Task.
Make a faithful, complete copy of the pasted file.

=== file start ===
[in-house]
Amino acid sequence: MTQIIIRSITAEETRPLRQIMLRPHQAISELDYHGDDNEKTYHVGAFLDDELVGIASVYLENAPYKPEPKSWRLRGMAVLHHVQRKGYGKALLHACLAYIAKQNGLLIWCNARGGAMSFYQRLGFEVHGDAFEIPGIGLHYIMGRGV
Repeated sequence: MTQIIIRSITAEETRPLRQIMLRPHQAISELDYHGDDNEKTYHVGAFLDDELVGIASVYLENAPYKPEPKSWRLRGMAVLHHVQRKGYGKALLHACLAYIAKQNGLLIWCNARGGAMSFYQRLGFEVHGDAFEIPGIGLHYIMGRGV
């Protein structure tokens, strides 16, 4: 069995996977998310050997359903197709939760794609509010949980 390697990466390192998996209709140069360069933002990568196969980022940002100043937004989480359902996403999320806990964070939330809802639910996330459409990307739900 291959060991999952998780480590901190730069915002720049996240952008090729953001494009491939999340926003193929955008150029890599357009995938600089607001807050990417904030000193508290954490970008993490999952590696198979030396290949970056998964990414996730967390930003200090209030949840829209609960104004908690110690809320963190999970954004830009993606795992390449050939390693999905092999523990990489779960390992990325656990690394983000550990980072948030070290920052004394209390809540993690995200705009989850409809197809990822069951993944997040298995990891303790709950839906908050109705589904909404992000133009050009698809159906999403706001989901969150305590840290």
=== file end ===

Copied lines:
[in-house]
Amino acid sequence: MTQIIIRSITAEETRPLRQIMLRPHQAISELDYHGDDNEKTYHVGAFLDDELVGIASVYLENAPYKPEPKSWRLRGMAVLHHVQRKGYGKALLHACLAYIAKQNGLLIWCNARGGAMSFYQRLGFEVHGDAFEIPGIGLHYIMGRGV
Repeated sequence: MTQIIIRSITAEETRPLRQIMLRPHQAISELDYHGDDNEKTYHVGAFLDDELVGIASVYLENAPYKPEPKSWRLRGMAVLHHVQRKGYGKALLHACLAYIAKQNGLLIWCNARGGAMSFYQRLGFEVHGDAFEIPGIGLHYIMGRGV
């Protein structure tokens, strides 16, 4: 069995996977998310050997359903197709939760794609509010949980 390697990466390192998996209709140069360069933002990568196969980022940002100043937004989480359902996403999320806990964070939330809802639910996330459409990307739900 291959060991999952998780480590901190730069915002720049996240952008090729953001494009491939999340926003193929955008150029890599357009995938600089607001807050990417904030000193508290954490970008993490999952590696198979030396290949970056998964990414996730967390930003200090209030949840829209609960104004908690110690809320963190999970954004830009993606795992390449050939390693999905092999523990990489779960390992990325656990690394983000550990980072948030070290920052004394209390809540993690995200705009989850409809197809990822069951993944997040298995990891303790709950839906908050109705589904909404992000133009050009698809159906999403706001989901969150305590840290």